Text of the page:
My background was in Economics but when the PNG Chamber of Mines and Petroleum hired me in 2008 as a Project Officer. Over the years as I worked in the Chamber’s Project Office, I began to love the project work and appreciate the how significant it was to an organisation. I was sponsored by the Chamber for project management short courses. I had a personal goal for further studies after graduating with a degree in Economics in 2008 from the University of Papua New Guinea. After learning more about the Australia Awards Scholarship Program, my strategy was to apply for the scholarship after five years of my professional career. Eventually, after eight and a half years of employment with the PNG Chamber of Mines and Petroleum, I applied for the scholarship and was one of the ninety candidates selected. I am is studying for a Master of Business Administration and Master of Project Management at Bond University, Gold Coast, Queensland.
I was a key member of the PNG Chamber of Mines and Petroleum project team. In that role, I learned fiscal and regulatory policy and legislative issues are some of the key challenges facing the mining industry. The Chamber has been working with the relevant government agencies in the Mining Act review to ensure that the industry is conducive for investment for all stakeholders. Working towards an attractive policy and legislation will be the primary goal.
Landowner benefits is another issue that has been ongoing leading to project disruptions over the years. Landowners are a vital stakeholder in any mining project. Consulting them and identifying the right landowners and ensuring the benefits given to them and also the impacted communities is critical. I will do whatever I do in capacity either with the Chamber or another organisation to promote that and to achieve them. The important messages that I aim to drive through my job are the sustainability, and the competitiveness of the PNG mining and petroleum sectors and secondly is fairness and equality in benefits distribution of the mineral wealth.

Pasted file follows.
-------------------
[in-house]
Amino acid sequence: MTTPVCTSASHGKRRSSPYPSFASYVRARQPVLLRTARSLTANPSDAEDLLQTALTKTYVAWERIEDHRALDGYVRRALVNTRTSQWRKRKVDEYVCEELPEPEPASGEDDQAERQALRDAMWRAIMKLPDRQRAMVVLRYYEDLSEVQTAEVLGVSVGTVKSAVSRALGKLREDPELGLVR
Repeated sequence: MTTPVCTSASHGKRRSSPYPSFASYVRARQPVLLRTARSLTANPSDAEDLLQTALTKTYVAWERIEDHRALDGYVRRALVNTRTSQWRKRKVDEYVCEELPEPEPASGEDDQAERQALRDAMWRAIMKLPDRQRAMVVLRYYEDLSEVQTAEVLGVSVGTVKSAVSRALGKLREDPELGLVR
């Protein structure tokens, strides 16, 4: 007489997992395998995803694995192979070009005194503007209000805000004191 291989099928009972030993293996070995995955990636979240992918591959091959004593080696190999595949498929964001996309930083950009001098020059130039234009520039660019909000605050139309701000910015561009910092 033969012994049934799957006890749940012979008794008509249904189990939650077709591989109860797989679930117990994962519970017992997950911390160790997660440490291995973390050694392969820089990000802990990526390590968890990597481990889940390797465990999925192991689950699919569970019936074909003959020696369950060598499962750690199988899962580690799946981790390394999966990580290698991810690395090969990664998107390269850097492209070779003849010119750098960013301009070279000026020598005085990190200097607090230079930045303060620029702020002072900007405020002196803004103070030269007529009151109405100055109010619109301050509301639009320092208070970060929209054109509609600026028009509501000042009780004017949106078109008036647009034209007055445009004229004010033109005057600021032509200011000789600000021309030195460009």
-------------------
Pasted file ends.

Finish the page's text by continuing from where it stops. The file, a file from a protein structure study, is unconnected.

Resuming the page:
The country’s Vision 2050, the PNG’s Development Strategic Plan (2010 – 2030) and the UN SDG have set a platform for the nation to achieve through job creation and economic growth over the years. The mineral sector is expected to generate growth with several mining and LNG projects in the pipeline (2018 ANZ Report).
Either working with the Chamber or another mining organisation, I see myself contributing towards the goals and strategies stipulated in the vision, the development strategies and goals. Working with the organisation and the government in maintaining the fiscal and regulatory framework of the mining and petroleum sectors are vital in ensuring a stable, conducive and attractive environment for investment in PNG’s resource sectors. Providing a stable system/framework towards achieving the development goals is one of my primary goal in whatever capacity I take upon my return.
The PNG Chamber of Mines and Petroleum could not guarantee me a position on my return, so I had to resign. But that does not rule them out; I’ll be knocking on their door when I complete my studies. If there is an opportunity, I’ll be happy to rejoin the project team.